Another Smoking Gun in the Toyota Saga

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Yet another damaging revelation has undercut Toyota's (TM) reputation for disclosing safety issues and the fixing potentially dangerous problems with its cars. The latest twist has a new angle: Toyota apparently bargained with U.S. regulators to limit the scope and cost of a recall. The recent discovery may do as much harm to the National Highway Traffic Safety Administration as it does to the Japanese car company.Several media sources report that an internal Toyota document from July 2009 entitled, "Wins for Toyota Safety Group," says the firm saved $100 million by convincing the NHTSA to limit an accelerator recall to 55,000 Lexus and Camry models. The Wall Street Journal reports that, "The Toyota document, by linking safety issues to corporate profits, could prompt difficult questions for company executives, including President Akio Toyoda, who is scheduled to testify Wednesday before the Oversight Panel."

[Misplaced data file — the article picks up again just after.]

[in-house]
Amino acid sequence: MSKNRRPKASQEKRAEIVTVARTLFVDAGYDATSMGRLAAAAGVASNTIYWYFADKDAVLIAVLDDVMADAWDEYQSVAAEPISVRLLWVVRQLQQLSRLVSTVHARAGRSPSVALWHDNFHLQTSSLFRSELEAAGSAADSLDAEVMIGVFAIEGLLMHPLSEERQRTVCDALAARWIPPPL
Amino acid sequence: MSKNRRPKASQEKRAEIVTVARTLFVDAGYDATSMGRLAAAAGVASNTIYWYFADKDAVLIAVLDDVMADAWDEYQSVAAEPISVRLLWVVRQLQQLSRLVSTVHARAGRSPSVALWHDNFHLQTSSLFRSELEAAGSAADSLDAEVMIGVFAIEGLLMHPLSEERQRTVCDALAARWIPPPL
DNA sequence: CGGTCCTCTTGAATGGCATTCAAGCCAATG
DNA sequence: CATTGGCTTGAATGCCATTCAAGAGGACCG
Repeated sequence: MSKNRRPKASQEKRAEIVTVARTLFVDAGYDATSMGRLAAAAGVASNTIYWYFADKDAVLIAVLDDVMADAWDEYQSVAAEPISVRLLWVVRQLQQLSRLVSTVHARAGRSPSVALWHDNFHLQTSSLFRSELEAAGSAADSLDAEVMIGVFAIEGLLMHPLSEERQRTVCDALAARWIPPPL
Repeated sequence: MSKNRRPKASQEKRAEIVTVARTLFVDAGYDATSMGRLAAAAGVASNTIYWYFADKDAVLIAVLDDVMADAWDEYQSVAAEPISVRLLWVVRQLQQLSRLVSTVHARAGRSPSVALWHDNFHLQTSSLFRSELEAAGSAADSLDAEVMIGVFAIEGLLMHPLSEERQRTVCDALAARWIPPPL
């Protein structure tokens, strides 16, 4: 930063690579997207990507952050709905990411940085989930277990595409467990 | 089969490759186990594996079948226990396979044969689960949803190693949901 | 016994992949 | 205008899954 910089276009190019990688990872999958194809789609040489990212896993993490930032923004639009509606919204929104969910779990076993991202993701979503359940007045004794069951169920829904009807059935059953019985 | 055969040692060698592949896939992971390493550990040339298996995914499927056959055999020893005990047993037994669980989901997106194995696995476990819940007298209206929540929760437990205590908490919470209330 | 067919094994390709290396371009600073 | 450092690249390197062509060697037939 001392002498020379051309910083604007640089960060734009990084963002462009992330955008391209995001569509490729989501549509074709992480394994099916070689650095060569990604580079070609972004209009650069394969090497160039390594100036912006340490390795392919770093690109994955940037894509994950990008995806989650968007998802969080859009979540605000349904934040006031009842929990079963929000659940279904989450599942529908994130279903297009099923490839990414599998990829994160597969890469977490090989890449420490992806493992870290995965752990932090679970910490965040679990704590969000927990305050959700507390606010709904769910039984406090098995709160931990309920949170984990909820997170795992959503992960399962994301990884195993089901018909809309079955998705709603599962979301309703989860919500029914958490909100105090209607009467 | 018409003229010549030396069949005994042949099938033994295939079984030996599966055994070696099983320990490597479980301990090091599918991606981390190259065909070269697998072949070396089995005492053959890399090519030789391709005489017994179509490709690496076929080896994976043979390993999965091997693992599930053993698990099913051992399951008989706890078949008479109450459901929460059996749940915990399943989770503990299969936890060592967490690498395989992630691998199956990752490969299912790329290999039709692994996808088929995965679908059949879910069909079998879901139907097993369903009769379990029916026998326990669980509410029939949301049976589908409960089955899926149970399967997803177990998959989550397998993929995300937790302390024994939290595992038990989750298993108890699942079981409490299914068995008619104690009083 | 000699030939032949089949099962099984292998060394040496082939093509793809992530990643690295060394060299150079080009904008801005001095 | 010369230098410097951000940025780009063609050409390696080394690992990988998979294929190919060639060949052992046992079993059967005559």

The weight of this disclosure will be added to the 8 million cars Toyota has recalled for acceleration problems, the recall of Prius hybrids of brake problems, smaller recalls including one for the Tacoma pickup, and a potential 500,000-unit recall of the Camry.

Collateral Damage


The obvious side effect of the memo's discovery is that it raises questions about Toyota's aggressive efforts to save money rather than recall cars that may have defects. The news will make both the U.S. government and consumers even more skeptical and will further damage the Toyota brand and sales of its cars in the U.S. and abroad.

The collateral damage from Toyota's apparent repeated efforts to dodge recalls or delay them, jeopardizing customer safety, will hit the company's dealers, who are already suffering from falling sales. Factory workers in the U.S. and Japan will also be affected. And the problems have already extended to Europe, where Toyota will close plants in the U.K. for two weeks.

A few more documents like "Wins for Toyota Safety Group" will lengthen the company's grillings in Washington and probably increase the number of lawyers Toyota will need to fight liability and class actions.
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